Treating Dog Behavior Problems Can Reduce the Number of Dogs at Your Local Shelter
Dog owners often struggle with treating dog behavior problems which can often result in dogs being re homed, turned over to a shelter or even euthanized. Five to seven million companion animals end up at animal shelters in the United States annually, and approximately half of these are pets that are being given up by their owners. According to recent figures, about one-third, 30% of dog owners who give up their pets to an animal shelter do so because of the dogs’ perceived behavior problems. An overwhelming majority of the behavioral problems listed by owners surrendering their dogs to shelters are easily resolved through obedience training and an effective behavior modification program. Many of these dog behavior problems can be effectively resolved, and some in as little as one session, with a professional dog trainer.
When purchasing a puppy or adopting a dog from a shelter, people rarely consider the time and cost of training. Not all owners need the help of a professional trainer to accomplish the goals they are looking to achieve with their dog, but many owners do not know how to effectively communicate with their dogs or reinforce good behavior. For these dog owners, professional training can be an investment that is life saving. For example, over thirteen percent of people relinquishing dogs to animal shelters do so because they describe the dog as disobedient. Often, dogs are considered to be “disobedient” simply because they do not understand or have never been taught to perform the behaviors that the owner wants. Jumping on people, counter surfing, pulling on the leash and barging out the door are often considered disobedient behaviors by dog owners. These issues, however frustrating, are not considered behavior problems and can quickly be fixed with good communication and professional dog training.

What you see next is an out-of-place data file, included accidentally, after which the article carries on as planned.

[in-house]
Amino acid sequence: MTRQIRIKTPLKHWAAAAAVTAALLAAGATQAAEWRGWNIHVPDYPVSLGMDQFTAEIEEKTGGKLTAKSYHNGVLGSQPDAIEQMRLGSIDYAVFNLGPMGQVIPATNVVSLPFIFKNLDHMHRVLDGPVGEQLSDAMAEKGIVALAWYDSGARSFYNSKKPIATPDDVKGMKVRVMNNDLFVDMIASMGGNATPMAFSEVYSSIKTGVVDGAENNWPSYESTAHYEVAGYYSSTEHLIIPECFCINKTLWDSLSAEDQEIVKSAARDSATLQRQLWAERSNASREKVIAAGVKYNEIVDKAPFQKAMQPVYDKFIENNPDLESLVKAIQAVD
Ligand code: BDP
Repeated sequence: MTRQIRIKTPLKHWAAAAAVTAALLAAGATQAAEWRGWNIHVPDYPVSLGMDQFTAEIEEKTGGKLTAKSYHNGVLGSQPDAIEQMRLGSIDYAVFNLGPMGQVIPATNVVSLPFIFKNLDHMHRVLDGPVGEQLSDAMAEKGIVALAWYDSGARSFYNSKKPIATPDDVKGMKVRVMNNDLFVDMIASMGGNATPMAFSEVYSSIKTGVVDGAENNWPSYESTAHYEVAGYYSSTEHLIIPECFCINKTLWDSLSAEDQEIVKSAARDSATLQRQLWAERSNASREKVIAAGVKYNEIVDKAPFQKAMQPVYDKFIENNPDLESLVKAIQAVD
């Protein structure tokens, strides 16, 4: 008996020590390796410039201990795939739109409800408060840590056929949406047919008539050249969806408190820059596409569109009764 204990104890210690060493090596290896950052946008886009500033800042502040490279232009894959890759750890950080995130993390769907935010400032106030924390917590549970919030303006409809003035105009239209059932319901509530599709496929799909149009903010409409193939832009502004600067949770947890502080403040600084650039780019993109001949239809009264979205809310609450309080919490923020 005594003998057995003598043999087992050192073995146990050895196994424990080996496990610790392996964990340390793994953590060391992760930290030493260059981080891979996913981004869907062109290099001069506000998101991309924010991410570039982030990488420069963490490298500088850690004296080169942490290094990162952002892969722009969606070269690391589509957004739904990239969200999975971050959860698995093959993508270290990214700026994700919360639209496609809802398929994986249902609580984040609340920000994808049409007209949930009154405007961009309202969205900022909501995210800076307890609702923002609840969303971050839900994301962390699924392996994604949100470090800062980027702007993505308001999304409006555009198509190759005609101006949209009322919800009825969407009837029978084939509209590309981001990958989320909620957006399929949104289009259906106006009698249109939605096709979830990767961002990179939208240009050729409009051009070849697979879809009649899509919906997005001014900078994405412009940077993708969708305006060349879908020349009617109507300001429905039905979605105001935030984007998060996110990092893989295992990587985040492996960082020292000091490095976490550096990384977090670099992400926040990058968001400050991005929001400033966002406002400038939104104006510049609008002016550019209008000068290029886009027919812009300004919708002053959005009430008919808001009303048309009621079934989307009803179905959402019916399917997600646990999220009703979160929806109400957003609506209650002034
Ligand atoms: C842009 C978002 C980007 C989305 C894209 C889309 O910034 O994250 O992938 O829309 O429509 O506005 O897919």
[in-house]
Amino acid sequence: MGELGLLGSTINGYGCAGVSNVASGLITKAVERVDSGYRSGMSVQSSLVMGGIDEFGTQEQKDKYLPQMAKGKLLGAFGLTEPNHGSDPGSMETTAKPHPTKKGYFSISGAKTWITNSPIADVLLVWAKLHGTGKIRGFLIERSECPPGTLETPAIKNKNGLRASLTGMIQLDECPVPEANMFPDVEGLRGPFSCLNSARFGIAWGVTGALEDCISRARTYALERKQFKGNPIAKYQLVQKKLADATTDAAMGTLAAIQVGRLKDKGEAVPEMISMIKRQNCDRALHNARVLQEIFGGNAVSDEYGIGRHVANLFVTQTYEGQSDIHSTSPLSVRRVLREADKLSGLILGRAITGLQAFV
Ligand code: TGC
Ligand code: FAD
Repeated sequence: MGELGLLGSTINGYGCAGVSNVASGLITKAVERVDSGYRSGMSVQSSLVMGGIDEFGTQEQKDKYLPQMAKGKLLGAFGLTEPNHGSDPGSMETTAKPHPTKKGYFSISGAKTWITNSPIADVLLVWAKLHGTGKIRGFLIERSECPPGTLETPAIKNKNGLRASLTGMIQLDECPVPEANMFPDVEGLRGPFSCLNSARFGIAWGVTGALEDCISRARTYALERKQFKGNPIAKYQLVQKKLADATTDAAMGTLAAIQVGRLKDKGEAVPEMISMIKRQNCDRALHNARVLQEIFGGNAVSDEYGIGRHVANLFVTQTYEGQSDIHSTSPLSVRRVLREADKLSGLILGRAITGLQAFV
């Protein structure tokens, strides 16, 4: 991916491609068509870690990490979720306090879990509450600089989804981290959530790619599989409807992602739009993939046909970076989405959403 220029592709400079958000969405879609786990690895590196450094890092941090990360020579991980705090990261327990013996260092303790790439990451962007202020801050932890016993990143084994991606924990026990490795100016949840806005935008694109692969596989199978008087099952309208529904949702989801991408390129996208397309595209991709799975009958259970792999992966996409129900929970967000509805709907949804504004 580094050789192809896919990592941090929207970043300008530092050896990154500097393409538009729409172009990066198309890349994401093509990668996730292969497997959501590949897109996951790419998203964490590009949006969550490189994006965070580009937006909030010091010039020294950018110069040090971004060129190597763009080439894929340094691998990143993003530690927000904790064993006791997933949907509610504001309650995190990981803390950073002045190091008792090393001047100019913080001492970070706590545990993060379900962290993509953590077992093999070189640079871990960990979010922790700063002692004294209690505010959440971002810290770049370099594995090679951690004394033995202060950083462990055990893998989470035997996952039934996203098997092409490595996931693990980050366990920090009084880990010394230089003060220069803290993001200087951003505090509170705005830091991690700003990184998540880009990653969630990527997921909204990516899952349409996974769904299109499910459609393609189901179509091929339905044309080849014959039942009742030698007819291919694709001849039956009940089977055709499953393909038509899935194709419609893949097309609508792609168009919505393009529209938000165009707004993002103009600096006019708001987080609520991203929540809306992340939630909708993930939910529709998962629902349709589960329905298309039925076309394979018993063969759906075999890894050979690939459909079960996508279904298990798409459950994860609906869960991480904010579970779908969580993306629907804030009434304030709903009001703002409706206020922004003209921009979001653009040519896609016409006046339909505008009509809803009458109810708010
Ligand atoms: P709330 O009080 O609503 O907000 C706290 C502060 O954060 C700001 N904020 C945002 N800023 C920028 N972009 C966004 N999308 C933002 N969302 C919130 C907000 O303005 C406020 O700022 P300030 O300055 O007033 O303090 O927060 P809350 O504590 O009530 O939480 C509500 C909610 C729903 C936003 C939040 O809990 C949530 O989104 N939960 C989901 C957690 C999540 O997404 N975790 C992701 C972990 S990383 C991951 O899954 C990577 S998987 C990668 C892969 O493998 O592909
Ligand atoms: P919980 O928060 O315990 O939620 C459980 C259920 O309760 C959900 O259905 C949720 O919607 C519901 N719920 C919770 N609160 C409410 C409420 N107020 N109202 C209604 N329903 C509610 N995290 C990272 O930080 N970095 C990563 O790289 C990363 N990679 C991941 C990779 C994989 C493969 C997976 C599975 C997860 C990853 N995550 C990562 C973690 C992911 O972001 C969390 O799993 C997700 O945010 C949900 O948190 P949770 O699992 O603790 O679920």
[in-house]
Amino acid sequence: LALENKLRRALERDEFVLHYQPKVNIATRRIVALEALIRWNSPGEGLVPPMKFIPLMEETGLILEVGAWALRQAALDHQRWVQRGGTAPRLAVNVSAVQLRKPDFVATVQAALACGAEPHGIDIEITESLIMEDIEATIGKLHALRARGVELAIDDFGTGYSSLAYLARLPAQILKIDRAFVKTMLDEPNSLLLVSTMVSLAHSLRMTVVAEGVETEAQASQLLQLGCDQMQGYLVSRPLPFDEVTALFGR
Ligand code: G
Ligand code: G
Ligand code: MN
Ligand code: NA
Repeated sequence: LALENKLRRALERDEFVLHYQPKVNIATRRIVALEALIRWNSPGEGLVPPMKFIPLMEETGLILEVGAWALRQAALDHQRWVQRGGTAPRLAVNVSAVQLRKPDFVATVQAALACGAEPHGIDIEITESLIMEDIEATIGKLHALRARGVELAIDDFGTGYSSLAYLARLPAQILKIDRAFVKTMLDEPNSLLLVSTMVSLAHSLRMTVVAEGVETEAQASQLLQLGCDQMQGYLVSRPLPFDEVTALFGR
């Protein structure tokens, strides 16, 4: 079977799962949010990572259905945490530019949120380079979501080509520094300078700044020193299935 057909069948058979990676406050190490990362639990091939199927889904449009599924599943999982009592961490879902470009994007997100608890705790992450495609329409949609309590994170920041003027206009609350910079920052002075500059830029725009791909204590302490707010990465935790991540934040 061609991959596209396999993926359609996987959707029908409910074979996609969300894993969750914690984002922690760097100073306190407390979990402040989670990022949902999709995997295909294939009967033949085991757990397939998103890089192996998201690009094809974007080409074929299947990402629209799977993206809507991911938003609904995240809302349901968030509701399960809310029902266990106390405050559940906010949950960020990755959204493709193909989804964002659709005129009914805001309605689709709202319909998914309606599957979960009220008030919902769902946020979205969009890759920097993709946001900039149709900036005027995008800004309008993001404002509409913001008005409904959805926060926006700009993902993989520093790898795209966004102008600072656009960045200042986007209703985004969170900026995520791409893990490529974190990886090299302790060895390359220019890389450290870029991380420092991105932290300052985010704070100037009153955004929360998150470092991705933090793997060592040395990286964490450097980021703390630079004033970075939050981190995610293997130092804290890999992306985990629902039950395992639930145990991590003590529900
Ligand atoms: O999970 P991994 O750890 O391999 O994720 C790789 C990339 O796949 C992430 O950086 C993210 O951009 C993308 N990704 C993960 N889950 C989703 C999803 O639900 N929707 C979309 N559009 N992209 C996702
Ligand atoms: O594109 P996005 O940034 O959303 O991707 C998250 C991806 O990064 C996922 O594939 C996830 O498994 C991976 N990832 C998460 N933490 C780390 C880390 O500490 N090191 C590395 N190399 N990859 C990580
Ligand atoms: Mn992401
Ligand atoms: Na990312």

Dog behavior problems such as biting and aggression toward people top the list of reasons why people surrender dogs to animal shelters by an overwhelming 39.6 percent. Biting and aggression toward people are often a result of behavior problems such as dominance aggression, fear aggression, territorial aggression and possessive aggression, all of which can be resolved with a proper canine behavior analysis and treatment plan designed to work for both the dog and owner.
Almost ten percent of dogs surrendered to shelters are due to soiling the house and housebreaking problems. Housebreaking can be confusing and difficult for new owners, but is generally easily resolved by making a few environmental changes and developing a reasonable housebreaking schedule.
This is the beginning of a series of articles to explore each of the reasons that dog owners relinquish their pets to the shelter. In this series, we will give advice and tips on preventing and treating dog behavior problems in hopes of assisting dog owners and reducing the number of dogs that are being surrendered to shelters. Be sure to subscribe to our blog to get updates on these upcoming articles. If you need help or advice in treating dog behavior problems with one of your existing pets, please feel free to call us at 866.200.2207 or email us at firstname.lastname@example.org. We offer free in-home evaluations and offer affordable and effective solutions to all dog behavior problems. This article is the first in a series of information on Treating Dog Behavior Problems. Be sure to follow the links below to learn more about the topics in this series.
- Treating Dog Behavior Problems
- Why Dogs Bite and How to Control Dog Biting
- Is Your Dog Aggressive Toward People?
- Is Your Dog An Escape Artist?
- How to Stop Destructive Dog Behavior
- Dealing with the Disobedient Dog
- Understanding Problems Between Dogs
- Dog Housebreaking & Soiling in the House
- My Dog Barks Too Much